Risk analysis. It sounds obscure, but we do it all the time. Decide to cross the street, and you're performing risk analysis. It also turns out that we're pretty bad at analyzing risk. This explains, in part, how so many people get hurt crossing the road. A lot of research has gone into figuring out why we do such a poor job, and it turns out there are lots of reasons. Sometimes you don't have all the information. Sometimes you have the information, and ignore it. And many times you don't understand the potential consequences of different courses of action. The bottom line is that risk analysis and risk management often go awry.
In the world of enterprise networks, we are under a barrage of information about risk. Every day, we hear news about some security problems lurking on our networks, and we're urged to fix them immediately. When we deal with that information, we're performing risk analysis. When we run out and install every security patch we read about, we're performing poor risk analysis.
Every major software vendor maintains a "security alert" mailing list, and if you're a conscientious network manager, you subscribe to the ones most relevant to you. But dozens of other mailing lists and web sites are also dedicated to making security patch information available in a timely way. Network World runs one, edited by Jason Meserve. Last weekend, I learned about a business, Threat Focus, selling customized security alerts.
One factor which contributes to poor risk analysis is having too much awareness of a problem. Get hypersensitized about an issue, like security threats, and you're bound to react in a way disproportionate and uncalled for by the real facts of the situation. We're not just inundated with security information: we're overwhelmed by it. This sets us up to make poor decisions.
The reality of today's software development life cycle is that full production releases don't come out bug-free. What does this mean for quickly made, poorly tested, security patches? They're as likely to have bugs, if not more so. Microsoft, because it releases so many patches, has hit the news with reports of updates that made things worse, but they're not alone. A few weeks ago, Apple introduced 10.2.4, a bug-and-security patch to their OS X operating system. People who installed it suddenly discovered problems with their power management and PPP stacks. Anyone can make these errors.
The complexity of systems, the difficulty of doing good quality assurance, and the rush to push products out as quickly as possible has put us all on an upgrade-and-patch treadmill. Experienced network managers know, however, that patching a working system is often worse than leaving it alone. The old saying, "if it ain't broke, don't fix it," has become firmly ingrained.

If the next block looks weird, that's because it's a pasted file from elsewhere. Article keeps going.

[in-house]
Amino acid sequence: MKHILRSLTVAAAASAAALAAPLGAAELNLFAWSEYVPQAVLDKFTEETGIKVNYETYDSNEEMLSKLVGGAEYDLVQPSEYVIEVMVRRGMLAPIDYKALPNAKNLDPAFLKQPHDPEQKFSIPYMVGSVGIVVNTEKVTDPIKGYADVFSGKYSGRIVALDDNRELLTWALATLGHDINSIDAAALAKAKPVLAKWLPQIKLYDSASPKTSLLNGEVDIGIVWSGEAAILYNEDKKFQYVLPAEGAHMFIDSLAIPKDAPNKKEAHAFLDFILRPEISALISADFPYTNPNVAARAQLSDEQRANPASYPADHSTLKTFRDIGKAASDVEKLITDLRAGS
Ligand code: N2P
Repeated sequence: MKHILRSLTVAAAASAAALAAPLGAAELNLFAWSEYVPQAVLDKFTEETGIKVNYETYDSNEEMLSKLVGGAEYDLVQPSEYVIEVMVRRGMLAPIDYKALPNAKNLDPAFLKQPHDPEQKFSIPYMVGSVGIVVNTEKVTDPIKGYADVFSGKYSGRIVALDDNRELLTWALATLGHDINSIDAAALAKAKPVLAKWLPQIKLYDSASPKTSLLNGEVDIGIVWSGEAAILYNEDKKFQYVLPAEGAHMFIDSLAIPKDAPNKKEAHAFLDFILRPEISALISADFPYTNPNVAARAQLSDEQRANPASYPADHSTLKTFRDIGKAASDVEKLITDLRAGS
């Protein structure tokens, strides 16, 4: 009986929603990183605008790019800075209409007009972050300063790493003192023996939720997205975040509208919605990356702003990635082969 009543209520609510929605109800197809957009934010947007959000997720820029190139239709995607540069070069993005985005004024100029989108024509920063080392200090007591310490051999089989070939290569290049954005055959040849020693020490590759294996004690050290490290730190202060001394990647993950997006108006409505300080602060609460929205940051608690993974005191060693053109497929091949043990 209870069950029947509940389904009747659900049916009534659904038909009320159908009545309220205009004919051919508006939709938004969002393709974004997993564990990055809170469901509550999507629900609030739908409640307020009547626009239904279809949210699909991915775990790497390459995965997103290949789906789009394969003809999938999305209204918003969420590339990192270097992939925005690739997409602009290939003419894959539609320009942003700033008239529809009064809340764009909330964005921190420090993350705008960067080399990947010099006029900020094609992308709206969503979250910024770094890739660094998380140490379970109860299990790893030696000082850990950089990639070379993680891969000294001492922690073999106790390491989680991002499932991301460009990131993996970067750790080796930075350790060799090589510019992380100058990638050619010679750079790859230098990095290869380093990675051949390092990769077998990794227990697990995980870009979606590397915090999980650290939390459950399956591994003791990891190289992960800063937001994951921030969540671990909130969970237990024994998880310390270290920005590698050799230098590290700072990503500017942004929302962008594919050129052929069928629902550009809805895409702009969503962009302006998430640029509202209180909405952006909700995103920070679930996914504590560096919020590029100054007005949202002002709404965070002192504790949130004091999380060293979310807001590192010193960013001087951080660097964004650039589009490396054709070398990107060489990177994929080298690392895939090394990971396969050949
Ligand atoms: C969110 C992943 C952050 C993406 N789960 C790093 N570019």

Why, then, do we throw normal caution and good business sense out the window when it comes to security patches? Our normal strategies of testing, containment, and problem avoidance disappear and are replaced by prevention and anticipatory self-defense. A company I work with rushed last week to react to the most recent sendmail security patch and ended up trashing their email system - this for a bug which had, as its worse effect, the potential to crash the mail handling process and require a restart.
The bug hunters are also partially to blame. The notoriety of discovering a problem means that there is an incentive to blow the threat out of proportion. Any unchecked buffer copy is automatically described as a way for "a third party to potentially gain control of the system," even if the likelihood of this being true is infinitesimal. All security, all encryption, all authentication, is based on probabilities, and one factor contributing to poor risk analysis is failing to pay attention to the probability of a risk actually becoming a problem.
A recent paper from security researchers at Stanford showed how it is possible in some implementations of OpenSSL to recover the private key from the outside. It's innovative and interesting research, and it will help to make cryptographic software better. But it also requires a system with a gigaHertz precision clock to be sitting less than a millisecond away from the server being attacked. The attack is, in fact, impractical and impossible over the Internet. But this didn't keep system managers all over the Internet from updating their OpenSSL code. One of those companies is one of our clients, and we spent several days trying to figure out why an OpenSSL-based application they were building wouldn't work. The answer turned out to be a change in the behavior of OpenSSL which they hadn't noticed when an eager system manager upgraded the library during development.
I'm not saying that patching systems is a bad idea. What I want is for my fellow network managers to step back a second and do a real risk analysis on these perceived threats. Is the cure, in fact, worse than the disease?